In a 2012 interview with Loudwire, KAMELOT guitarist Thomas Youngblood stated about what Karevik brings to the band: “I think when we knew we had to bring in a new person on vocals, we wanted the opportunity to grow the band, not just to maintain the band or survive. We wanted to look at this as an opportunity to make the band bigger, [and] I think with Tommy we can do that. Not only is he an exceptional singer, he’s a great songwriter and he’s way ahead of what I thought he would be in terms of being a frontman. People who come out to shows will see that this guy is a force to be reckoned with. I can’t imagine a better choice, honestly. In the beginning, when this whole thing started, we were a little unsure of what the future might be, but now we’re really excited about it.”

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Fan-filmed video footage of KAMELOT‘s September 6 performance at Stage 48 in New York City can be seen below.

KAMELOT keyboardist Oliver Palotai is sitting out the band’s North American tour so he can stay home with longtime girlfriend Simone Simons, (EPICA singer) as they await the birth of their first child. Filling in for him is Coen Janssen of EPICA.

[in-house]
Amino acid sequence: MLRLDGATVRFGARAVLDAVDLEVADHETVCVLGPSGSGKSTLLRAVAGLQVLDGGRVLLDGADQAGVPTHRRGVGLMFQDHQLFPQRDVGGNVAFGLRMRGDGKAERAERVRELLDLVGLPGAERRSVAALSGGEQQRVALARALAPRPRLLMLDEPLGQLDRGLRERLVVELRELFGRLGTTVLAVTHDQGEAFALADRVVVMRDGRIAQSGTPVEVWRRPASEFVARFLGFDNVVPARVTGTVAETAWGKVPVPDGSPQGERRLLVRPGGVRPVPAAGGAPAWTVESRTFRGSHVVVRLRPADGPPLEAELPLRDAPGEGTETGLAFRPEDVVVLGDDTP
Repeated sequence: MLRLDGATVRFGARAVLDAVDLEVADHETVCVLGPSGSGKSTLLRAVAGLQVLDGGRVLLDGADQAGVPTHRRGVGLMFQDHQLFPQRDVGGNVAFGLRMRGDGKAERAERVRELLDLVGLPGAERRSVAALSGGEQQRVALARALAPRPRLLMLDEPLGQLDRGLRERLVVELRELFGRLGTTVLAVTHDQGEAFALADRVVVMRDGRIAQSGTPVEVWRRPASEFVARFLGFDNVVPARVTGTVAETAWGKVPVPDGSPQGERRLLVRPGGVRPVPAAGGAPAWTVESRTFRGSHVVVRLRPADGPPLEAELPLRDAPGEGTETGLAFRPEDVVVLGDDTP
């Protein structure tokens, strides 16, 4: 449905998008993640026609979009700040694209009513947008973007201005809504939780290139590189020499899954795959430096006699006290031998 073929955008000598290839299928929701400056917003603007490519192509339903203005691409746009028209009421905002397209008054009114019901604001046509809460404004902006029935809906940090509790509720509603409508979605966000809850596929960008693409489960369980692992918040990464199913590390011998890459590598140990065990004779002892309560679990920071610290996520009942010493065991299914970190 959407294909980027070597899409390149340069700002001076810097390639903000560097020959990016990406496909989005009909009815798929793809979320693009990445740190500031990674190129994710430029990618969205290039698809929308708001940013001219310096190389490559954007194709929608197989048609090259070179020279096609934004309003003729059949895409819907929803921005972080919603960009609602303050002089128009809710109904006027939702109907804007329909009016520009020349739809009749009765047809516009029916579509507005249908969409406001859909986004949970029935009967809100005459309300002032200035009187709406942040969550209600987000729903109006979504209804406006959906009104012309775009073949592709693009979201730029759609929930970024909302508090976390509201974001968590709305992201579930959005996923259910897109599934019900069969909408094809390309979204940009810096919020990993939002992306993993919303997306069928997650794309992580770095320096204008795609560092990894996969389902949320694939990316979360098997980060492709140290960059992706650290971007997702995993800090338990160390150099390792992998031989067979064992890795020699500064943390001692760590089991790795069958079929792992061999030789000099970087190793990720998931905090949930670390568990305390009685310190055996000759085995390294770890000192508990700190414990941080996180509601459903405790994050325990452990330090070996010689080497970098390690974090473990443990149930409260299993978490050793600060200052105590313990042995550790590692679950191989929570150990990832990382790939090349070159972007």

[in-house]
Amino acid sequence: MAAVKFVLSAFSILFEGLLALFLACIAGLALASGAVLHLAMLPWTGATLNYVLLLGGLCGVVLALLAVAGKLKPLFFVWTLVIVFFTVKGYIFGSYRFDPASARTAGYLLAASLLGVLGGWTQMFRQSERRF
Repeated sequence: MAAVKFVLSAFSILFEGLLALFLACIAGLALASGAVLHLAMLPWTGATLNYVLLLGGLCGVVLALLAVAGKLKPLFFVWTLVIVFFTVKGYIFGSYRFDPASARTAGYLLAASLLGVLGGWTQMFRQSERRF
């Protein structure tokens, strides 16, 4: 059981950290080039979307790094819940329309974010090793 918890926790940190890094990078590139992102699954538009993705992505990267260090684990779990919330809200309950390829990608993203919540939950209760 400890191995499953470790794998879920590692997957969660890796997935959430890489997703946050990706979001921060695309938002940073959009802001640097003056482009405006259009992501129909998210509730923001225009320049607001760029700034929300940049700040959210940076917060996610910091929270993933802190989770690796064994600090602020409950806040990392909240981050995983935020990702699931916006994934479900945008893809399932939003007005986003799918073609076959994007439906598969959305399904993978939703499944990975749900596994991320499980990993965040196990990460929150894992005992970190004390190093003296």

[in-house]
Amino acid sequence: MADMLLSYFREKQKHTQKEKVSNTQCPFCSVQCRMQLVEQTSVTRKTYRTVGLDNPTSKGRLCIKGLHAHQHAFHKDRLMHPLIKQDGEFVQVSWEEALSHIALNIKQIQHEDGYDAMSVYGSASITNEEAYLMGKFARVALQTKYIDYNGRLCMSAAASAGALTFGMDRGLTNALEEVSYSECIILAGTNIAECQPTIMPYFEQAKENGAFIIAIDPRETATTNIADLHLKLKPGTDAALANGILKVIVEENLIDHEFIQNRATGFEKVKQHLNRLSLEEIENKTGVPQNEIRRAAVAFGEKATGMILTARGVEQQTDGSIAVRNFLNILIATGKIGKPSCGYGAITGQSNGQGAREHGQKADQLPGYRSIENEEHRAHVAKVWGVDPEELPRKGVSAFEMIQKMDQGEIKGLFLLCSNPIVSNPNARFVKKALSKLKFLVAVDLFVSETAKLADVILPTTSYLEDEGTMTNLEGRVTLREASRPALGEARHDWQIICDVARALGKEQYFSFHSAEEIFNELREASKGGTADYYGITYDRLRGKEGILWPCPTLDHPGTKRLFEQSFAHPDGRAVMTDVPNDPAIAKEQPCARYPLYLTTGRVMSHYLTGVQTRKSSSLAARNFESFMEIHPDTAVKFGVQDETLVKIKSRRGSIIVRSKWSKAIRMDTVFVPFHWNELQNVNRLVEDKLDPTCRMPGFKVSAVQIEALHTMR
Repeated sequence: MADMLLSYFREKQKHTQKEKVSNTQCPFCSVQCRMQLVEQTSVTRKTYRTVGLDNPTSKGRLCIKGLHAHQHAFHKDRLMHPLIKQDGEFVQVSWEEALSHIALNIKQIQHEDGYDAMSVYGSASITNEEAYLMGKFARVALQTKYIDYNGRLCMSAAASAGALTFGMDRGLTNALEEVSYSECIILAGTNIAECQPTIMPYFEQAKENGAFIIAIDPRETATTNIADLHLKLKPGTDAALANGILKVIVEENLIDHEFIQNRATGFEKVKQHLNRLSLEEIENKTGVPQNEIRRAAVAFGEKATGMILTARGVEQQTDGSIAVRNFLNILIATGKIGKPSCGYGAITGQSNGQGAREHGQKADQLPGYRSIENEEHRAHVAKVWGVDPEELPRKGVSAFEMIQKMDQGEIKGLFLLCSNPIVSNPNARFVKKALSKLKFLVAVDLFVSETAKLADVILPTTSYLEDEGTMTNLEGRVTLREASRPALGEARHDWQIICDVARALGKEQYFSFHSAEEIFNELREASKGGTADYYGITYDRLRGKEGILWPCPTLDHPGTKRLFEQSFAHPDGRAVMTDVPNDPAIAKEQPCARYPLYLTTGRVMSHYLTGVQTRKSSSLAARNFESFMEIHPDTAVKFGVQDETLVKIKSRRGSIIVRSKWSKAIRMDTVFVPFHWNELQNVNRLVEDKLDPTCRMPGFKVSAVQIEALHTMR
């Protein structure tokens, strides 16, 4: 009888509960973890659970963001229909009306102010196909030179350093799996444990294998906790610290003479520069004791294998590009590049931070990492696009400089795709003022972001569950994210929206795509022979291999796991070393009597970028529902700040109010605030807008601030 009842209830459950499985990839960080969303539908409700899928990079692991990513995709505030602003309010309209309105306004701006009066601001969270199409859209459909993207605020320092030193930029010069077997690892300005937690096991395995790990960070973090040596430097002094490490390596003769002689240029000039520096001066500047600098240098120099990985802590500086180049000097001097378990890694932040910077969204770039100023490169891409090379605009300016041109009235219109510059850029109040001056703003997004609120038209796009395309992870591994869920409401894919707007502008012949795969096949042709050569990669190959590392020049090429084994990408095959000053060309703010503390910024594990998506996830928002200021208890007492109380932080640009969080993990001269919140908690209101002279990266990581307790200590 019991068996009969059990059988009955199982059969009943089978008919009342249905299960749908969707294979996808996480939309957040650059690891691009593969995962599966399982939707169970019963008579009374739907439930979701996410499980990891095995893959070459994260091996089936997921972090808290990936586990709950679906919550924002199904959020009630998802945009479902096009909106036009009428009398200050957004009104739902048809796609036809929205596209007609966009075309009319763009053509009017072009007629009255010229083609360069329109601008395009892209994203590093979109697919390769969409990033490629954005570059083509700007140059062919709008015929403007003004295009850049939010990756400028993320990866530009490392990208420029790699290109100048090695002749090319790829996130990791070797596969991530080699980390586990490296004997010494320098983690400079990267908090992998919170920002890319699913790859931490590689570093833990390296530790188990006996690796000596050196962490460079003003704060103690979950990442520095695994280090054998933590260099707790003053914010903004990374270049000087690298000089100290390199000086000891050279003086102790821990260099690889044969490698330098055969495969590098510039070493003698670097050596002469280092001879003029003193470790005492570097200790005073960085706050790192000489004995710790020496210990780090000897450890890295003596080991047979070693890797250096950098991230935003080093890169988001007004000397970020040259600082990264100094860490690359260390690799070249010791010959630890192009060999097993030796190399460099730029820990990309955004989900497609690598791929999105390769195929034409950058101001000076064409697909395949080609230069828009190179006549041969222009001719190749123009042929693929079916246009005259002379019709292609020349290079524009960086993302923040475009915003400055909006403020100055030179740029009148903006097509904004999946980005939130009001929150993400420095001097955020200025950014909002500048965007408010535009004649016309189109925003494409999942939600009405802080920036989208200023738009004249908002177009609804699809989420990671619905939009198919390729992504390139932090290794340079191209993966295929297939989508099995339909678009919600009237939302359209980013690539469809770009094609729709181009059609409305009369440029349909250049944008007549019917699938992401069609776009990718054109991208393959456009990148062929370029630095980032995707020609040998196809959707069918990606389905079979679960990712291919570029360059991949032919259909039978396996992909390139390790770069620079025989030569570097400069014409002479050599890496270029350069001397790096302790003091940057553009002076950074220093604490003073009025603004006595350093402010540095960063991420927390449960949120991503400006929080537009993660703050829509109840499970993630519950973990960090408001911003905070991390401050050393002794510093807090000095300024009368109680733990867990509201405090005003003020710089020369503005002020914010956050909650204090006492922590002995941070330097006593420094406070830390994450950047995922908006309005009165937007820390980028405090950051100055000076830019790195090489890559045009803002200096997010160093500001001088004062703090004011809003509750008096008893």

KAMELOT‘s latest album, “Silverthorn”, sold 5,400 copies in the United States in its first week of release to land at position No. 79 on The Billboard 200 chart. The band’s previous CD, “Poetry For The Poisoned”, opened with around 6,100 units in September 2010 to enter the chart at No. 74.

“Silverthorn” was released on October 30, 2012 in North America, October 26, 2012 in Germany and October 29, 2012 in the rest of Europe via Steamhammer/SPV. The CD marks the band’s first release with Tommy Karevik, the Swedish vocalist who previously fronted SEVENTH WONDER (a group that he is still a member of).

In a 2012 interview with Loudwire, KAMELOT guitarist Thomas Youngblood stated about what Karevik brings to the band: “I think when we knew we had to bring in a new person on vocals, we wanted the opportunity to grow the band, not just to maintain the band or survive. We wanted to look at this as an opportunity to make the band bigger, [and] I think with Tommy we can do that. Not only is he an exceptional singer, he’s a great songwriter and he’s way ahead of what I thought he would be in terms of being a frontman. People who come out to shows will see that this guy is a force to be reckoned with. I can’t imagine a better choice, honestly. In the beginning, when this whole thing started, we were a little unsure of what the future might be, but now we’re really excited about it.”

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In honor of the victims’, families, and heroes of 9/11, Richie Sambora got together with songwriter and friend Bernie Taupin to write and record “Engine 19”

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Grammy winning songwriter and producer Desmond Child is raising funds to help reach the distribution and marketing goals of his new documentary ‘TWO’

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Jason Price of Icon Vs. Icon recently conducted an interview with FOZZY singer and WWE wrestling superstar Chris Jericho. A couple of excerpts from the chat follow below.

Icon Vs. Icon: Is there musical ground you are anxious to cover?